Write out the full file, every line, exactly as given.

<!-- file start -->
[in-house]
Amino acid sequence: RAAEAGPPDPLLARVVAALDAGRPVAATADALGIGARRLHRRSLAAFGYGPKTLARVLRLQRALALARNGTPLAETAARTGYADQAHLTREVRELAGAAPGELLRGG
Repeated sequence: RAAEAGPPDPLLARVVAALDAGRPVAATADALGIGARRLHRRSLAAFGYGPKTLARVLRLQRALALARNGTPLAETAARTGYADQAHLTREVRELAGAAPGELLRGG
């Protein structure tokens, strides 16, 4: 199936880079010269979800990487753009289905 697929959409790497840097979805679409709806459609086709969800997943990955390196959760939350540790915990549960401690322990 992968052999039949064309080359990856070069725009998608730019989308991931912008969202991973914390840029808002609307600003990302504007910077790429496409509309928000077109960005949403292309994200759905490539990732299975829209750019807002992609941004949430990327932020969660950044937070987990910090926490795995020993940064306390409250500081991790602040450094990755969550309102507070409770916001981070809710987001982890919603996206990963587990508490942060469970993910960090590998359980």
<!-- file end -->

[in-house]
Amino acid sequence: RAAEAGPPDPLLARVVAALDAGRPVAATADALGIGARRLHRRSLAAFGYGPKTLARVLRLQRALALARNGTPLAETAARTGYADQAHLTREVRELAGAAPGELLRGG
Repeated sequence: RAAEAGPPDPLLARVVAALDAGRPVAATADALGIGARRLHRRSLAAFGYGPKTLARVLRLQRALALARNGTPLAETAARTGYADQAHLTREVRELAGAAPGELLRGG
């Protein structure tokens, strides 16, 4: 199936880079010269979800990487753009289905 697929959409790497840097979805679409709806459609086709969800997943990955390196959760939350540790915990549960401690322990 992968052999039949064309080359990856070069725009998608730019989308991931912008969202991973914390840029808002609307600003990302504007910077790429496409509309928000077109960005949403292309994200759905490539990732299975829209750019807002992609941004949430990327932020969660950044937070987990910090926490795995020993940064306390409250500081991790602040450094990755969550309102507070409770916001981070809710987001982890919603996206990963587990508490942060469970993910960090590998359980």